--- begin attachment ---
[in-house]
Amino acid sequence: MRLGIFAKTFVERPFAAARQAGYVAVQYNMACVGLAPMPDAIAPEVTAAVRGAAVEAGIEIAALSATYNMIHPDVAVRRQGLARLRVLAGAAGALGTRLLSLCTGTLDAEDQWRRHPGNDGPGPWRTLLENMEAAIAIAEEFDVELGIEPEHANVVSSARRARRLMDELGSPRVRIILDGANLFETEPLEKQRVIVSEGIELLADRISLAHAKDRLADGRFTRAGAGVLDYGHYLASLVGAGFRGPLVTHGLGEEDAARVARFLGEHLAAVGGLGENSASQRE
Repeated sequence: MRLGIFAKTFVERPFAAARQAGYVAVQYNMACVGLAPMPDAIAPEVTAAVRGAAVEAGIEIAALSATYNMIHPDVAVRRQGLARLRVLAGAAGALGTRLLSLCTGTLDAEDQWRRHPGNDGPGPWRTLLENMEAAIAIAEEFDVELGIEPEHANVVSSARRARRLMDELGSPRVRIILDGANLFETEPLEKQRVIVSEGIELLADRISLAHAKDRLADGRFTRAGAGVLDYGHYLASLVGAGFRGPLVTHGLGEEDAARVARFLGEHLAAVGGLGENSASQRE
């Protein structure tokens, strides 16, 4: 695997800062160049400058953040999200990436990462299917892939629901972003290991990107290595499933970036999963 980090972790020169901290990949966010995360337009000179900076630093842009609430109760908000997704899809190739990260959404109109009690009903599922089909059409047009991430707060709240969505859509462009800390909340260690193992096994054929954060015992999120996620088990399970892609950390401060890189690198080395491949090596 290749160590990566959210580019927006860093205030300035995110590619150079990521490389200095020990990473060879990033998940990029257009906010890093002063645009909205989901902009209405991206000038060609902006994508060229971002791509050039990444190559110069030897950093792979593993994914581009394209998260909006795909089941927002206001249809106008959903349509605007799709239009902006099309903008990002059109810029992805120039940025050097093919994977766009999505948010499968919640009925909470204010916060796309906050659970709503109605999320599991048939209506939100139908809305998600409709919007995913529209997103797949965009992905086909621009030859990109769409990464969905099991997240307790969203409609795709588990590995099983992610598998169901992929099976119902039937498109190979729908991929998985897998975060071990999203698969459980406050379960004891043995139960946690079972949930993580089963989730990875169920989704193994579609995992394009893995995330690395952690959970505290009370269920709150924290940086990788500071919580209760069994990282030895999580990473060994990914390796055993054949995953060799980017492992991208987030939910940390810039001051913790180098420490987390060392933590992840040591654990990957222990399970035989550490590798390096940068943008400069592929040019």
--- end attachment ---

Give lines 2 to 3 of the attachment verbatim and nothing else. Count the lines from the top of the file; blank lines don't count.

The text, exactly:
Amino acid sequence: MRLGIFAKTFVERPFAAARQAGYVAVQYNMACVGLAPMPDAIAPEVTAAVRGAAVEAGIEIAALSATYNMIHPDVAVRRQGLARLRVLAGAAGALGTRLLSLCTGTLDAEDQWRRHPGNDGPGPWRTLLENMEAAIAIAEEFDVELGIEPEHANVVSSARRARRLMDELGSPRVRIILDGANLFETEPLEKQRVIVSEGIELLADRISLAHAKDRLADGRFTRAGAGVLDYGHYLASLVGAGFRGPLVTHGLGEEDAARVARFLGEHLAAVGGLGENSASQRE
Repeated sequence: MRLGIFAKTFVERPFAAARQAGYVAVQYNMACVGLAPMPDAIAPEVTAAVRGAAVEAGIEIAALSATYNMIHPDVAVRRQGLARLRVLAGAAGALGTRLLSLCTGTLDAEDQWRRHPGNDGPGPWRTLLENMEAAIAIAEEFDVELGIEPEHANVVSSARRARRLMDELGSPRVRIILDGANLFETEPLEKQRVIVSEGIELLADRISLAHAKDRLADGRFTRAGAGVLDYGHYLASLVGAGFRGPLVTHGLGEEDAARVARFLGEHLAAVGGLGENSASQRE